Phillip Lahm in London
WHEN Real Madrid lost the first leg of their Champions League football last-16 game in Paris on February 15, the world was a different place.
By the time the second leg was played, Russia had invaded Ukraine. Football had become unimportant. But those who saw how Real miraculously turned the game around will never forget it.
This year, the Champions League final is taking place at a time when war is raging in Europe. It has been moved from St Petersburg to Paris because Russia, the aggressor, has been excluded. The war is changing the whole world.
It is the Real Madrid team that are distracting Europe in this spring’s sad times. On their way to the final, they beat last year’s finalists, Chelsea and Manchester City, in a similarly spectacular way to their win over PSG. Their opponents dominated the game, Real survived critical phases and then surprised their opponents and the football world with brilliant moments.
In the semi-final against City, Real were two goals down in the 90th minute – and won. It reminded me of Bayern Munich’s painful defeat against Manchester United in 1999 or Chelsea’s victory in the 2012 “Finale dahoam”, my personal Waterloo. In the Premier League, on the other hand, City last Sunday turned a 0-2 into a 3-2 in five minutes and became champions. The inexplicable is part of the fascination of football.
Now the 13-time champions Real face six-time champions Liverpool. As to whether Real can pull off another miracle, all eyes are on Karim Benzema. The best striker in the world represents what Real are all about: talent, genius, intuitive understanding of the game, belief in his own strength.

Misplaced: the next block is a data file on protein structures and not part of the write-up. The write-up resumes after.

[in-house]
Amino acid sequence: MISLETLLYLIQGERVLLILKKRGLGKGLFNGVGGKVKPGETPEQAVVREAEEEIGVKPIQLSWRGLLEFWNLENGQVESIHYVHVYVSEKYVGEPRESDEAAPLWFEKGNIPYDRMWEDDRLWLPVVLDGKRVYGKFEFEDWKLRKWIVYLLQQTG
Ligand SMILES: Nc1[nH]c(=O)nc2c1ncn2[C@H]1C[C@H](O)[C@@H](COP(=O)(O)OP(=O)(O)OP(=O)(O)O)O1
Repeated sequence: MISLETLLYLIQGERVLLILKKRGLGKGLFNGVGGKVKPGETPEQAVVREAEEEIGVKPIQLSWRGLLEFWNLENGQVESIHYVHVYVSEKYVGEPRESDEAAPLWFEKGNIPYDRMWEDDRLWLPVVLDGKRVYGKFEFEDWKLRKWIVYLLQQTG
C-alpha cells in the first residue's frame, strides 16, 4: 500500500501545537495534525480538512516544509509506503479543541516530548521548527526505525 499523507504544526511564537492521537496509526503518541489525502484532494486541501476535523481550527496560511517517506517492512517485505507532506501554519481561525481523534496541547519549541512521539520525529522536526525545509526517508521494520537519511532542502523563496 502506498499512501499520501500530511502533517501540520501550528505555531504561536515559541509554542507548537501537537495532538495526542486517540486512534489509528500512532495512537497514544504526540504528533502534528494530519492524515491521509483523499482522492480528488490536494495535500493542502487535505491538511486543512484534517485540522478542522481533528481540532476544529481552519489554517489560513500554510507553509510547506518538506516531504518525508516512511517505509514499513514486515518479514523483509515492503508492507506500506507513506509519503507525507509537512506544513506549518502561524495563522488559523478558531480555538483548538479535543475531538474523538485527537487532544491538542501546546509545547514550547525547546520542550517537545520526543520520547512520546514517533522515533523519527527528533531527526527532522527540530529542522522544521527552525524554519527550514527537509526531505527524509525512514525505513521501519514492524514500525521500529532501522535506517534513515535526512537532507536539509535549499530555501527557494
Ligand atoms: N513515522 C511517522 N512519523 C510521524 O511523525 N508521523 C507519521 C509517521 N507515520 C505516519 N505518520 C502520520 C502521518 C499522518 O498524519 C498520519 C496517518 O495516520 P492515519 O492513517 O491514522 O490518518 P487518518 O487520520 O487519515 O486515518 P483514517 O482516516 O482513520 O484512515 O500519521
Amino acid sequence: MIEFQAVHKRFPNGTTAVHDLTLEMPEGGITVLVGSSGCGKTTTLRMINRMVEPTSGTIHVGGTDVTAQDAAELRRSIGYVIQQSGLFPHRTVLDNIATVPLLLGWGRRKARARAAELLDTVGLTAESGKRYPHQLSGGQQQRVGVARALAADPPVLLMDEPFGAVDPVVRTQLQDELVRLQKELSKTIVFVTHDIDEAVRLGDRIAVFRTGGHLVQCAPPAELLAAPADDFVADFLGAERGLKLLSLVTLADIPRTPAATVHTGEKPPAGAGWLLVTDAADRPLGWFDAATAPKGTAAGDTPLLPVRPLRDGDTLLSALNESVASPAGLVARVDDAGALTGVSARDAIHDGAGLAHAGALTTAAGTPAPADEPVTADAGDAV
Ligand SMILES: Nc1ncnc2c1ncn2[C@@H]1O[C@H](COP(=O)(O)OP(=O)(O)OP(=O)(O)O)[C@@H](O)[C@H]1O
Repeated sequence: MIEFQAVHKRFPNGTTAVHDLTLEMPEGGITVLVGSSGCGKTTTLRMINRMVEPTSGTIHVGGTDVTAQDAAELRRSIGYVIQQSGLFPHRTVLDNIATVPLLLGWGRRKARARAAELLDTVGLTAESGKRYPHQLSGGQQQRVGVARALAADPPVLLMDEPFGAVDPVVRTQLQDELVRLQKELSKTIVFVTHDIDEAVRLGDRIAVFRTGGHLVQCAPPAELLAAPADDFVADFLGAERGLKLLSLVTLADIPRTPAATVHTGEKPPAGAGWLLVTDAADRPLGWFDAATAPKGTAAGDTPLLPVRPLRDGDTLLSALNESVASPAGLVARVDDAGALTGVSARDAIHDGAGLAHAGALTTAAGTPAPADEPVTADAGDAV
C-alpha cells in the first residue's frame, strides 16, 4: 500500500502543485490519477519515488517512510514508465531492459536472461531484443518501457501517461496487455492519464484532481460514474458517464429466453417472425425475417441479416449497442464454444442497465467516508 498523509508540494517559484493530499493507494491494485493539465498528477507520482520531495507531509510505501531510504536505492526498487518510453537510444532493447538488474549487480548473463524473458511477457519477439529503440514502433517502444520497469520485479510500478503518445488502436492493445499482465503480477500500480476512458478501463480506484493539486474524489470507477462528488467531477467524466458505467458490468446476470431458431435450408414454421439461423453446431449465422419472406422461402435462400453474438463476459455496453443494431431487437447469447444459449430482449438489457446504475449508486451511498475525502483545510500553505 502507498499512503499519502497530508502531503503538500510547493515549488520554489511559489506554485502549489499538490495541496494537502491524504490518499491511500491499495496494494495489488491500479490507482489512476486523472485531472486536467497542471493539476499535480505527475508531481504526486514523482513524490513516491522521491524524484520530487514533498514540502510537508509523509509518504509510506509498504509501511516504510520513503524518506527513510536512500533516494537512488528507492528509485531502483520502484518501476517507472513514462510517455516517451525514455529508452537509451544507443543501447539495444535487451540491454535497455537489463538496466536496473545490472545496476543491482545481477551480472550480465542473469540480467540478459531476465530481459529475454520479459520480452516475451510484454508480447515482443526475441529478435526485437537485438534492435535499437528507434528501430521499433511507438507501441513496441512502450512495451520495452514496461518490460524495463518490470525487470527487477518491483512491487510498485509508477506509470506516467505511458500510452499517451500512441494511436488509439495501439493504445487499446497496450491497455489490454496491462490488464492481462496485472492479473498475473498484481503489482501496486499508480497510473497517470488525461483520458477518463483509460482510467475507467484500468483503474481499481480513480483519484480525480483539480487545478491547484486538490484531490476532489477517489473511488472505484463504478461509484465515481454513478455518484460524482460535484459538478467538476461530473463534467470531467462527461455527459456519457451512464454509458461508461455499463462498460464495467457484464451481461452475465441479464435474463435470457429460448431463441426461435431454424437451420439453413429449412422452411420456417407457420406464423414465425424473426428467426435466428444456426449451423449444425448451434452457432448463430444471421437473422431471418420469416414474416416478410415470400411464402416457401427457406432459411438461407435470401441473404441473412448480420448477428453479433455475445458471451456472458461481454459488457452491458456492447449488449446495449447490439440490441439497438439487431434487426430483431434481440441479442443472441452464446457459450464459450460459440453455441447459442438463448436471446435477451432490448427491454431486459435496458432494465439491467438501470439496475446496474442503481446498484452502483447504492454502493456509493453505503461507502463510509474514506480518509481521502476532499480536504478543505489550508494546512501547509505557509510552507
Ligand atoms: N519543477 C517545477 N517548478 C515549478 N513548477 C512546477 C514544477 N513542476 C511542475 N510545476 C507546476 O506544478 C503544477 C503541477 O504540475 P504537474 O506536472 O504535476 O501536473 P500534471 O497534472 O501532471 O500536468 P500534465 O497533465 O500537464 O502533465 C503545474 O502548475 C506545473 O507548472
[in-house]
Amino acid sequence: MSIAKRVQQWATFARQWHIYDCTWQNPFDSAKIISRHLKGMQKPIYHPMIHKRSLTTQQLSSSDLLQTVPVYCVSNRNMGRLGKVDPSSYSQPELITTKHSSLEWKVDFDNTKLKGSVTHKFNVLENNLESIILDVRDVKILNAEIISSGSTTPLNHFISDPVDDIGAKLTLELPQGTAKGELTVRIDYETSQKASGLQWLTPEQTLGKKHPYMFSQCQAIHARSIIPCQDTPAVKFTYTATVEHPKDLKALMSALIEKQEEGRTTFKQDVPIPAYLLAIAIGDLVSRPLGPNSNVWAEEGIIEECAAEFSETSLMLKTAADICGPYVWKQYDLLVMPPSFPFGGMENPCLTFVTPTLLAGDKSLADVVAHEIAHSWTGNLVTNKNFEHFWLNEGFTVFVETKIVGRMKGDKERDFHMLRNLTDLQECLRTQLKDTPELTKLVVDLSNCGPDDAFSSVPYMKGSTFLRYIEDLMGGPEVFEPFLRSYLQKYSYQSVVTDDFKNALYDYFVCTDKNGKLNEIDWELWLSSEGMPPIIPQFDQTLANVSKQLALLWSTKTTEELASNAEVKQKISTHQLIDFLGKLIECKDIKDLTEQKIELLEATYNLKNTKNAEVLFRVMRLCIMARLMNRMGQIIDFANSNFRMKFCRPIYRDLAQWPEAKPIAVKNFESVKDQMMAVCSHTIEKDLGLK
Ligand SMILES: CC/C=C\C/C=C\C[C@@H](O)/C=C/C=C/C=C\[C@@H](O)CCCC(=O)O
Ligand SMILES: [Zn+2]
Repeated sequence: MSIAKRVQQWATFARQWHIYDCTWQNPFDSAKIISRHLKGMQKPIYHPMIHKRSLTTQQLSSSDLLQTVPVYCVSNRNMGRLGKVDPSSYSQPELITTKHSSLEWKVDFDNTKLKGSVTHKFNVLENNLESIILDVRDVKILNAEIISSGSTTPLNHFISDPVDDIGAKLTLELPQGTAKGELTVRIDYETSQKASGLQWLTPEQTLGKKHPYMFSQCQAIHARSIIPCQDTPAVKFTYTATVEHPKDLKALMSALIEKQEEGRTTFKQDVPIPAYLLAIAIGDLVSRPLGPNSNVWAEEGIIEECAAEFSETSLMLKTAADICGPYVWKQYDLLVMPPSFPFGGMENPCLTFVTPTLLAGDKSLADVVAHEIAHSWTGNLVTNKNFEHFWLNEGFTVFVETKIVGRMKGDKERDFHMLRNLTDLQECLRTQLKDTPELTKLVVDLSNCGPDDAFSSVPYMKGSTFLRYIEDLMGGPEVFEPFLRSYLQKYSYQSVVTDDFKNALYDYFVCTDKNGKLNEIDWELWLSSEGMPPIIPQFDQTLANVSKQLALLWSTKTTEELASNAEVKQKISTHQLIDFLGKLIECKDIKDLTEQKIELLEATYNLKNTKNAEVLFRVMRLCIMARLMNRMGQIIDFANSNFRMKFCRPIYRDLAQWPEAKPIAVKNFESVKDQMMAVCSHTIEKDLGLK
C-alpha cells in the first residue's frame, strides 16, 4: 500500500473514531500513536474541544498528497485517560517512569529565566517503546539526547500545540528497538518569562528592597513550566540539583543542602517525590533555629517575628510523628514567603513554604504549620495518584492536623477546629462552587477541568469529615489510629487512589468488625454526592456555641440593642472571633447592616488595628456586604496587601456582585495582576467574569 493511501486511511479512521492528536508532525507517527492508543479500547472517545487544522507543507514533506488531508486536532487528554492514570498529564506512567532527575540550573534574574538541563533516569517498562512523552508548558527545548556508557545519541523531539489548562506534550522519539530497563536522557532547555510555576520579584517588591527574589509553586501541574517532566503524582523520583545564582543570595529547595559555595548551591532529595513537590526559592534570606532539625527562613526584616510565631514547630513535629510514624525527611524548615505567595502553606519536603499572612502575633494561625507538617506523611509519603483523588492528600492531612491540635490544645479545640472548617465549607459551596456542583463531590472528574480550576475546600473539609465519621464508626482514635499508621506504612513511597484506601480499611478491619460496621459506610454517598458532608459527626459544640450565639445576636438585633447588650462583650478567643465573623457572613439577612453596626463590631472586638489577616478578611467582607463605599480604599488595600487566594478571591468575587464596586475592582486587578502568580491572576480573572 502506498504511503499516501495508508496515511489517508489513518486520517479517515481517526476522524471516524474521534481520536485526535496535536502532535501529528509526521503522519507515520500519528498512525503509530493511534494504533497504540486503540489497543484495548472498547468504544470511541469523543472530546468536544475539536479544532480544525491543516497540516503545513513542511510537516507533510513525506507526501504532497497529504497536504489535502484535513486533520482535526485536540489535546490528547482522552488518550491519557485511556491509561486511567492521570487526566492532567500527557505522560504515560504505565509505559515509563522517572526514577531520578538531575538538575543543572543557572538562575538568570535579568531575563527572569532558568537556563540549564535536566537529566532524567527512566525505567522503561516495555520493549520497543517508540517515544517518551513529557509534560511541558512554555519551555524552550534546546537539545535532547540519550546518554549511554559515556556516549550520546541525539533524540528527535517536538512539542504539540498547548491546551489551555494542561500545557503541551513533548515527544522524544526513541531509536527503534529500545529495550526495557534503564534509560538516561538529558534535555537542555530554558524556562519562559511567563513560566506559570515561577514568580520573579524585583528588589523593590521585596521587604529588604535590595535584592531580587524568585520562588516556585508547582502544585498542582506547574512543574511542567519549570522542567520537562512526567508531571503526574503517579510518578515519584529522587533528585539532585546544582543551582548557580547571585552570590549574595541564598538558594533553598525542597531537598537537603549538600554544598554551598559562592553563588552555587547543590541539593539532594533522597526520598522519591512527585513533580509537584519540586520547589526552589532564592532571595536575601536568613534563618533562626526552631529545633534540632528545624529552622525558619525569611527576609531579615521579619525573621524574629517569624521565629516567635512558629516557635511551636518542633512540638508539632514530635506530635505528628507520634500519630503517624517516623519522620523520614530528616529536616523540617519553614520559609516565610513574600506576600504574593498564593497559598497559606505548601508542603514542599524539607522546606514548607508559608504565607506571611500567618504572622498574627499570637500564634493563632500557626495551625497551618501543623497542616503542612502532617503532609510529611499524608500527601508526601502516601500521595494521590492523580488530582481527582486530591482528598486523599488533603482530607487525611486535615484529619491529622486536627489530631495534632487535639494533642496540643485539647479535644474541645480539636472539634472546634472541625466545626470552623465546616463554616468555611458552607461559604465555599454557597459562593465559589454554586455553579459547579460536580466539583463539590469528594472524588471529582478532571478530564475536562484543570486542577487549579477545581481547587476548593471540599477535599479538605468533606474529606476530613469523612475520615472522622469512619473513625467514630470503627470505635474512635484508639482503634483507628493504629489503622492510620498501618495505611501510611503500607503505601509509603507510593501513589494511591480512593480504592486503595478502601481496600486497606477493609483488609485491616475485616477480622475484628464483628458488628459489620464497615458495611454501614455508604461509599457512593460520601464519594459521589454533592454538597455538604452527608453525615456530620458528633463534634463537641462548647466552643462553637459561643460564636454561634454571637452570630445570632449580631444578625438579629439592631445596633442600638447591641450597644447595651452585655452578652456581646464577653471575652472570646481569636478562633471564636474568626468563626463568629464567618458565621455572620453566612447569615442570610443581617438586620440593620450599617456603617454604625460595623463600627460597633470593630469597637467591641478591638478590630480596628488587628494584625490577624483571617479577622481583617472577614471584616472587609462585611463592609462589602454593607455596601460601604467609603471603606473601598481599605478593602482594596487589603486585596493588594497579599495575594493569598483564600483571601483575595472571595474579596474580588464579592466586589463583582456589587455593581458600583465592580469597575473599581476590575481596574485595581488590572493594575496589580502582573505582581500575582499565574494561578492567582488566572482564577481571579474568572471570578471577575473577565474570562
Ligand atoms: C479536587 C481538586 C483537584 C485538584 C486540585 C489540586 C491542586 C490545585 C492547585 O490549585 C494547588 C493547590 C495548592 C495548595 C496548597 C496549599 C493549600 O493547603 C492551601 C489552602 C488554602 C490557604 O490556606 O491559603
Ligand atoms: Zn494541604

Against PSG he scored three times in 17 minutes. He scored 10 goals in the six games of the knockout rounds. He has equalled Cristiano Ronaldo’s record for Champions League goals in a season and could overtake him in the final tonight.
Benzema’s missteps off the pitch do not make it easy to admire him without reservation. But he is one of the greats. He has already won the Champions League four times. In Paris, like Luka Modric, Casemiro and Toni Kroos (who won the first of his four titles with Bayern), he could equal Alfredo di Stéfano, who created the Real Madrid myth with the unique winning streak from 1956 to 1960.
Discipline is not what one associates with Benzema. Keeping a player like him on track requires a coach who knows whom he is dealing with at a club every footballer dreams of playing for. Carlo Ancelotti, the first coach to reach the final for the fifth time, is a perfect fit for Real right now. Against City, he changed Kroos, Modric and Casemiro in 10 minutes. Recognising the right moment for such a coup de grâce requires gut instinct. And anyone who collects the consent of these players for his decisions on the touchline, like Ancelotti, enjoys absolute credibility.
The Galácticos – that has been Real’s tradition for more than half a century. There are the best of the best from each generation. They come from Spain and South America, occasionally from Europe, usually from the great football nations of France, England, Italy and Germany. City and especially PSG are emulating Real and want a piece of that glamour.
In a decade they have not been able to catch up. They are still copies and Real, even if they missed out on Kylian Mbappé, remain the original.
Liverpool represent a different path. The decisive factors of their football are physicality, speed, forward drive in almost all positions. That’s how most teams want to play. In the final of the Europa League, Eintracht Frankfurt defeated Rangers in a passionate battle. But no one comes close to Liverpool’s excellence; the style of the time is tailor-made for the port and working-class city.. — The Guardian.